When networking giant Cisco acquired social network software developer Five Across last February it raised a few eyebrows. Cisco is known for its hardware, the switches and routers that power the Internet behind the scenes and in our homes. What they wanted with Web 2.0 software platforms was a curiosity. Now, ten months later, their vision is still not well explained, but a few more facts have emerged.
Late Tuesday, during Cisco’s annual analyst conference, their social networking project was mentioned during the keynote. The company revealed that in early 2008 they’ll introduce it formally as the Cisco Entertainment Operating System (EOS) platform.
Five Across and assets acquired in the March purchase of Utah Street Networks, operator of social networking site Tribe.net, form a substantial portion of EOS.
Designed as a Software-as-Service platform, the product from the company’s media Solutions Group is designed for delivering multimedia content to online communities. Initial comments suggest it will provide typical social network functionality in a turn key package along with content targeting and content distribution tools. With comments about “content finding you” it sounds like “discovery agents” are also a prominent part of the platform.
Details remain sparse but media companies look like the target customers. It also looks like Cisco might offer the product in exchange for shared advertising revenue rather than charging an outright license fee.
The National Hockey League was on board when EOS was unnamed and still limited as part of the Five Across software service. Today, the NHL and NASCAR are still using elements from that. They’re both projected as likely early clients for the EOS platform.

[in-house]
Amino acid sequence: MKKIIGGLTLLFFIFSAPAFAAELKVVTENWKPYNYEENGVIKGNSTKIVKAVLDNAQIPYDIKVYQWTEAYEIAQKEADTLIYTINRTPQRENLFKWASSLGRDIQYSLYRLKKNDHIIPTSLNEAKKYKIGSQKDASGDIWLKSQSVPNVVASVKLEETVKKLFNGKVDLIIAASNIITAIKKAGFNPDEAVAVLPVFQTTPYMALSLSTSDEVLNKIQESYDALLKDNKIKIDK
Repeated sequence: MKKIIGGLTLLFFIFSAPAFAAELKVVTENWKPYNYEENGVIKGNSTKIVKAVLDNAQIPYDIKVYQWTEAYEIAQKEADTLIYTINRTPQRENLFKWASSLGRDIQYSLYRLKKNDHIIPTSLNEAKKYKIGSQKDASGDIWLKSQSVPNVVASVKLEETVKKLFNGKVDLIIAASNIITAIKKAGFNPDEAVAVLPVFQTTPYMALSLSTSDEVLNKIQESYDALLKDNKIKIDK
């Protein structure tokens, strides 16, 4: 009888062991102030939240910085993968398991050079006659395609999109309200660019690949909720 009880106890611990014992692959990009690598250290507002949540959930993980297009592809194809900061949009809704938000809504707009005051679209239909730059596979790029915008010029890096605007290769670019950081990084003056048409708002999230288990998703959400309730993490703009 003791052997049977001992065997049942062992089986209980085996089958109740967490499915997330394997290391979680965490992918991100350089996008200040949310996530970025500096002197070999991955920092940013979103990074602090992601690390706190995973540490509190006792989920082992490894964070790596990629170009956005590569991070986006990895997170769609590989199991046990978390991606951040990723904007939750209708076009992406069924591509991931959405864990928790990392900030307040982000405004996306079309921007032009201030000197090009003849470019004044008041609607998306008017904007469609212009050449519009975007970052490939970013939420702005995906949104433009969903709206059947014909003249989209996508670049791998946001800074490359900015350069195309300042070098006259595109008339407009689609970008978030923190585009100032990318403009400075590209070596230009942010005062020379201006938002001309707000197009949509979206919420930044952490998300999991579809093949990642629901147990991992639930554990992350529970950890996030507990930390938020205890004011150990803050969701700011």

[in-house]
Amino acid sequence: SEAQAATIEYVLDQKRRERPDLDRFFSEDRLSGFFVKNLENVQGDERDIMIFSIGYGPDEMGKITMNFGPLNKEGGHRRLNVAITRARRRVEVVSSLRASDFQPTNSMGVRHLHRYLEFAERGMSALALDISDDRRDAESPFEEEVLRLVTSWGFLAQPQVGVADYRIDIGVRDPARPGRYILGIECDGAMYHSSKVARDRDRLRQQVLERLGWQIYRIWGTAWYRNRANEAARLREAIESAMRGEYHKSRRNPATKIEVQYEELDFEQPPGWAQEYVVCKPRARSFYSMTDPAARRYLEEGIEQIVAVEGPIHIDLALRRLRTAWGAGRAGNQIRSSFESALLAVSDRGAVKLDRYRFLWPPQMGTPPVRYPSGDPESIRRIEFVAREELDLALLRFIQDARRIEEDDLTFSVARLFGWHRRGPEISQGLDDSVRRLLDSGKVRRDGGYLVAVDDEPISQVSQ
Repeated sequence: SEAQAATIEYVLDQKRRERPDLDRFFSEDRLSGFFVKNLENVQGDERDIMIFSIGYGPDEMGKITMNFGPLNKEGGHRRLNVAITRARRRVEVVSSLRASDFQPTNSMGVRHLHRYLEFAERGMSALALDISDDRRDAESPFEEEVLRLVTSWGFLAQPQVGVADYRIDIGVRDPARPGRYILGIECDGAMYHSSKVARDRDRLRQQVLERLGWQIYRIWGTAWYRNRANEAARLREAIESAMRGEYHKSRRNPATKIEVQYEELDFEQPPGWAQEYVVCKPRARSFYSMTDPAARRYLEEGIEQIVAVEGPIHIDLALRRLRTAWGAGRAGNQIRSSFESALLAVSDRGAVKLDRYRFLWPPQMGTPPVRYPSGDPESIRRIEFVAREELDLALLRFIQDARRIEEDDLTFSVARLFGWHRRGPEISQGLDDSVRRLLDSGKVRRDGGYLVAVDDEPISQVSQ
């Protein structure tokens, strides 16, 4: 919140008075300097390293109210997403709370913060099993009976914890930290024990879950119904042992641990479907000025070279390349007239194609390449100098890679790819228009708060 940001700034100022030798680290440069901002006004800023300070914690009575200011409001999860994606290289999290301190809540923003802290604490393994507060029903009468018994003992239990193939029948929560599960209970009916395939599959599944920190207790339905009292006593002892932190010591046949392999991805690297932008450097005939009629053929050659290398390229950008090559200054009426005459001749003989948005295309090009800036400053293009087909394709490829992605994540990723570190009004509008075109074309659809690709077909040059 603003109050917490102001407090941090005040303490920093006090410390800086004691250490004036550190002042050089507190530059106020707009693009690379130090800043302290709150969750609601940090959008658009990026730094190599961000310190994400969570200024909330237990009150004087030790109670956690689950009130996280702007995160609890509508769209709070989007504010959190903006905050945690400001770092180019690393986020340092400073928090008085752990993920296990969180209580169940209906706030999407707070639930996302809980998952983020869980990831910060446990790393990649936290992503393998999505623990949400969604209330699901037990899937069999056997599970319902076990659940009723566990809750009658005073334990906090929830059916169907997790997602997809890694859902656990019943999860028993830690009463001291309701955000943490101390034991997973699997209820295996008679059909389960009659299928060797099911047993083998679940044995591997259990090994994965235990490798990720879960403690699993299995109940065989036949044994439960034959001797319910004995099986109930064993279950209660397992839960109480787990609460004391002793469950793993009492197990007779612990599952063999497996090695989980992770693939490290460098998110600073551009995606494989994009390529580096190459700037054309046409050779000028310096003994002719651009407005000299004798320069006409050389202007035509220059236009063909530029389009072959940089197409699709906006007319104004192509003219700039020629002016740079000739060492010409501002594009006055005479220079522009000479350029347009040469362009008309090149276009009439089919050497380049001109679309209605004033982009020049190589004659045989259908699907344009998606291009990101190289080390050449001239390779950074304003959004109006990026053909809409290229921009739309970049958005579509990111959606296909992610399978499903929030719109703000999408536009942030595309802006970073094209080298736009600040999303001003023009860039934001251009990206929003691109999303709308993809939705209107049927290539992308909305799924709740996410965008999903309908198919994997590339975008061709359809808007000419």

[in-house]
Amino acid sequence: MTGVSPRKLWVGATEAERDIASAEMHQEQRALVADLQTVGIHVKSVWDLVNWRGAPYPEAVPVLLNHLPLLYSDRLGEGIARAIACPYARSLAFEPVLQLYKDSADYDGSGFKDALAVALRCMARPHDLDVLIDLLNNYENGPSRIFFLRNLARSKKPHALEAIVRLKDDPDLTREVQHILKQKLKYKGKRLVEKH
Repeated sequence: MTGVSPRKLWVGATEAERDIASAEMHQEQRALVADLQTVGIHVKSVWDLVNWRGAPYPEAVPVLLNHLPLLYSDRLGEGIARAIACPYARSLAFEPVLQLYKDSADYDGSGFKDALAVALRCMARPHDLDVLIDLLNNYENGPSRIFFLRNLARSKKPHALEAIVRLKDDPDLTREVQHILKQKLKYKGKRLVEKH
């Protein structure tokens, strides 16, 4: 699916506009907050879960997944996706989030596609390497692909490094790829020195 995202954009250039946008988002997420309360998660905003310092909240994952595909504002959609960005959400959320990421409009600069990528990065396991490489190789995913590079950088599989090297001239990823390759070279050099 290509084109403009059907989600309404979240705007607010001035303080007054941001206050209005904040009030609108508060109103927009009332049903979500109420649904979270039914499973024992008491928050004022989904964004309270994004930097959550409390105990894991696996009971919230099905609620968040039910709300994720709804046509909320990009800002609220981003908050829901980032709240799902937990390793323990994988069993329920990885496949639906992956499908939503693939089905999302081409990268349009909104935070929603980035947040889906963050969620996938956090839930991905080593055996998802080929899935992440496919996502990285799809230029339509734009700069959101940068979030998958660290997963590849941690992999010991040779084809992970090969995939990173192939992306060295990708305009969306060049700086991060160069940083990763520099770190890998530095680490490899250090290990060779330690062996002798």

Because of the limited details, speculation on the market opportunity is difficult at best. The social networking space is crowded and EOS could compete against a host of other companies including the staggeringly well funded, Ning. (Ning, a social network development platform itself, raised $44m on a reported $170m pre-money valuation in July. Allen and Co managed the deal and Legg Mason was the lead investor.)
Last February, the Cisco Media Solutions Group was still in its infancy. Then, the groups initial charge was to “provide an infrastructure platform designed to help media-content owners enhance the content and entertainment experience for consumers.” In their capacity, the group seemed positioned to help manage the increasingly important customer relationships within the media.
Then, and now, it remains unquestionably clear that high powered networking hardware is increasingly relevant in supporting the large files and high traffic bandwidth that have come with increased media migration online. As examples, sites like YouTube, or MySpace rely heavily on load balancing and server infrastructure to function smoothly. For perspective, Rumors have suggested Google recently went live with it’s millionth active server. Facebook, a bandwidth hog itself, is by some accounts adding hundreds of new boxes a day.
Cisco, as the giant of networking hardware, is well positioned to profit from the changes in consumer Internet behavior. As when Five Across was purchased, it is unclear if Cisco is actually expecting EOS to be a positive revenue producing part of their product pipeline, a small loss leader to help sell hardware and support existing customer relationships, or some form of other experiment. That question remains difficult to answer. Pushed to speculate, I’d guess it’s more about selling hardware and customer relationships than success as a standalone offering.